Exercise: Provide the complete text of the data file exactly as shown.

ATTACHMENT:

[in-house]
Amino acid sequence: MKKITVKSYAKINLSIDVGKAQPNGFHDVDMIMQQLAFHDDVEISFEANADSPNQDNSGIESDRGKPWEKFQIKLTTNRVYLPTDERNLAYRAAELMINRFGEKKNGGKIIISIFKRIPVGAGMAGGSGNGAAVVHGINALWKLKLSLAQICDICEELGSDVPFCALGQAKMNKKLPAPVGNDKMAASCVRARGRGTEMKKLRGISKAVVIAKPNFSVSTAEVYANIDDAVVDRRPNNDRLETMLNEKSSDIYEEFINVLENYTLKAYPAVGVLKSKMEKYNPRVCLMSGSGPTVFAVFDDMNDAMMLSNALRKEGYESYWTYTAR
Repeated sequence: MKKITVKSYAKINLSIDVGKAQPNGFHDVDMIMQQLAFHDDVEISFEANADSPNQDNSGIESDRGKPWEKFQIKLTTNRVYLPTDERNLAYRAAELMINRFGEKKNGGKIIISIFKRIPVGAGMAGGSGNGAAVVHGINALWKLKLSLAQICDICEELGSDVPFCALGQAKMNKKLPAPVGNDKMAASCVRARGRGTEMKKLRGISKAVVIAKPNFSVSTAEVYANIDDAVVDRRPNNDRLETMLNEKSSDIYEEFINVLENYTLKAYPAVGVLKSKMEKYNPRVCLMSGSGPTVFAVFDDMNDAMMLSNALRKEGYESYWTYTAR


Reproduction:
[in-house]
Amino acid sequence: MKKITVKSYAKINLSIDVGKAQPNGFHDVDMIMQQLAFHDDVEISFEANADSPNQDNSGIESDRGKPWEKFQIKLTTNRVYLPTDERNLAYRAAELMINRFGEKKNGGKIIISIFKRIPVGAGMAGGSGNGAAVVHGINALWKLKLSLAQICDICEELGSDVPFCALGQAKMNKKLPAPVGNDKMAASCVRARGRGTEMKKLRGISKAVVIAKPNFSVSTAEVYANIDDAVVDRRPNNDRLETMLNEKSSDIYEEFINVLENYTLKAYPAVGVLKSKMEKYNPRVCLMSGSGPTVFAVFDDMNDAMMLSNALRKEGYESYWTYTAR
Repeated sequence: MKKITVKSYAKINLSIDVGKAQPNGFHDVDMIMQQLAFHDDVEISFEANADSPNQDNSGIESDRGKPWEKFQIKLTTNRVYLPTDERNLAYRAAELMINRFGEKKNGGKIIISIFKRIPVGAGMAGGSGNGAAVVHGINALWKLKLSLAQICDICEELGSDVPFCALGQAKMNKKLPAPVGNDKMAASCVRARGRGTEMKKLRGISKAVVIAKPNFSVSTAEVYANIDDAVVDRRPNNDRLETMLNEKSSDIYEEFINVLENYTLKAYPAVGVLKSKMEKYNPRVCLMSGSGPTVFAVFDDMNDAMMLSNALRKEGYESYWTYTAR